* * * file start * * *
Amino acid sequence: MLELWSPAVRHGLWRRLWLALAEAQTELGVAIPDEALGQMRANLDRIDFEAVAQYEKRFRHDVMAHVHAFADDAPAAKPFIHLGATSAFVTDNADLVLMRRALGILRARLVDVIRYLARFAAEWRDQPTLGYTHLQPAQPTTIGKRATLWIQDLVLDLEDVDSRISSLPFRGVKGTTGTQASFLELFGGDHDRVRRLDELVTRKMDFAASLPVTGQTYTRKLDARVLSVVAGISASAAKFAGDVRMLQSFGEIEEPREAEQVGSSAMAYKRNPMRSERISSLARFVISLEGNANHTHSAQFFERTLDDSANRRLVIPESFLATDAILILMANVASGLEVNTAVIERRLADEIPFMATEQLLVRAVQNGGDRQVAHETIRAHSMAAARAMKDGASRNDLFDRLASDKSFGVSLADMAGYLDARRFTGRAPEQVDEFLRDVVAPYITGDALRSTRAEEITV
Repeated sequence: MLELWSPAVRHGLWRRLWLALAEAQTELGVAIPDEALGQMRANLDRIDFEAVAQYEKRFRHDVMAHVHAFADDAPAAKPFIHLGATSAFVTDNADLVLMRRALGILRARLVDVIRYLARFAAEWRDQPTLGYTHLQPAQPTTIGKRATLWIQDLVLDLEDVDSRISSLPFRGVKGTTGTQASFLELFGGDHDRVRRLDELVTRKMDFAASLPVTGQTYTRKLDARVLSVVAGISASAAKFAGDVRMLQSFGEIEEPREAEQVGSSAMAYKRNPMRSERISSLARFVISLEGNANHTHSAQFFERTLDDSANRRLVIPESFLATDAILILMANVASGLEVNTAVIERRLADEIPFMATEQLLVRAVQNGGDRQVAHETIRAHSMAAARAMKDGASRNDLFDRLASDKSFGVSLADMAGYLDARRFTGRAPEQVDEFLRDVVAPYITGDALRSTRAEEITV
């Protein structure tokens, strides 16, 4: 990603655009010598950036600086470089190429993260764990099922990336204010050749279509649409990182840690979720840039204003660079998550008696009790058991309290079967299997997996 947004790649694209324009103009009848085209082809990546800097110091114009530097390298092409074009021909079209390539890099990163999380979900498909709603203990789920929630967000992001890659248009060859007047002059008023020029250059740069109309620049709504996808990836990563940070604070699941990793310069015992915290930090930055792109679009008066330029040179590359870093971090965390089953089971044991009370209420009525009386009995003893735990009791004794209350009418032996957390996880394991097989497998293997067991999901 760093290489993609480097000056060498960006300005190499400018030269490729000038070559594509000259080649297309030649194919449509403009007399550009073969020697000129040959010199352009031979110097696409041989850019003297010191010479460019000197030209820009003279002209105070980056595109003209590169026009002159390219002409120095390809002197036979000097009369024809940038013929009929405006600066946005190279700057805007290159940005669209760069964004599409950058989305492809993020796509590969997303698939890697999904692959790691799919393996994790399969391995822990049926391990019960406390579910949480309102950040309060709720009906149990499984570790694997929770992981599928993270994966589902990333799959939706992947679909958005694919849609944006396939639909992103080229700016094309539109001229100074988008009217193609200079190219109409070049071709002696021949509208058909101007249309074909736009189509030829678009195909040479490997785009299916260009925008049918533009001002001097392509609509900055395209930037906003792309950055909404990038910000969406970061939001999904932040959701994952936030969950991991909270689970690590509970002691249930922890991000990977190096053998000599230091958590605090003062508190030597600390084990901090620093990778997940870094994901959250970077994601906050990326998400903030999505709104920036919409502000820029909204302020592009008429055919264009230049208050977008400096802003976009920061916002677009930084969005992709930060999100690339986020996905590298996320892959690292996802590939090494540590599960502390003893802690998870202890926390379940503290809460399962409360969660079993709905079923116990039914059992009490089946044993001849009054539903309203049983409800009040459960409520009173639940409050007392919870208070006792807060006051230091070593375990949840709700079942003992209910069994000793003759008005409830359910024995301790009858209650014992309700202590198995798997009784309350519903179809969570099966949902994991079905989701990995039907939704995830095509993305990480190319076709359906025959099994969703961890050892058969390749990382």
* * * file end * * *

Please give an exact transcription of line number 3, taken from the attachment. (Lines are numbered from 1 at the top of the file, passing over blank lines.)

């Protein structure tokens, strides 16, 4: 990603655009010598950036600086470089190429993260764990099922990336204010050749279509649409990182840690979720840039204003660079998550008696009790058991309290079967299997997996 947004790649694209324009103009009848085209082809990546800097110091114009530097390298092409074009021909079209390539890099990163999380979900498909709603203990789920929630967000992001890659248009060859007047002059008023020029250059740069109309620049709504996808990836990563940070604070699941990793310069015992915290930090930055792109679009008066330029040179590359870093971090965390089953089971044991009370209420009525009386009995003893735990009791004794209350009418032996957390996880394991097989497998293997067991999901 760093290489993609480097000056060498960006300005190499400018030269490729000038070559594509000259080649297309030649194919449509403009007399550009073969020697000129040959010199352009031979110097696409041989850019003297010191010479460019000197030209820009003279002209105070980056595109003209590169026009002159390219002409120095390809002197036979000097009369024809940038013929009929405006600066946005190279700057805007290159940005669209760069964004599409950058989305492809993020796509590969997303698939890697999904692959790691799919393996994790399969391995822990049926391990019960406390579910949480309102950040309060709720009906149990499984570790694997929770992981599928993270994966589902990333799959939706992947679909958005694919849609944006396939639909992103080229700016094309539109001229100074988008009217193609200079190219109409070049071709002696021949509208058909101007249309074909736009189509030829678009195909040479490997785009299916260009925008049918533009001002001097392509609509900055395209930037906003792309950055909404990038910000969406970061939001999904932040959701994952936030969950991991909270689970690590509970002691249930922890991000990977190096053998000599230091958590605090003062508190030597600390084990901090620093990778997940870094994901959250970077994601906050990326998400903030999505709104920036919409502000820029909204302020592009008429055919264009230049208050977008400096802003976009920061916002677009930084969005992709930060999100690339986020996905590298996320892959690292996802590939090494540590599960502390003893802690998870202890926390379940503290809460399962409360969660079993709905079923116990039914059992009490089946044993001849009054539903309203049983409800009040459960409520009173639940409050007392919870208070006792807060006051230091070593375990949840709700079942003992209910069994000793003759008005409830359910024995301790009858209650014992309700202590198995798997009784309350519903179809969570099966949902994991079905989701990995039907939704995830095509993305990480190319076709359906025959099994969703961890050892058969390749990382």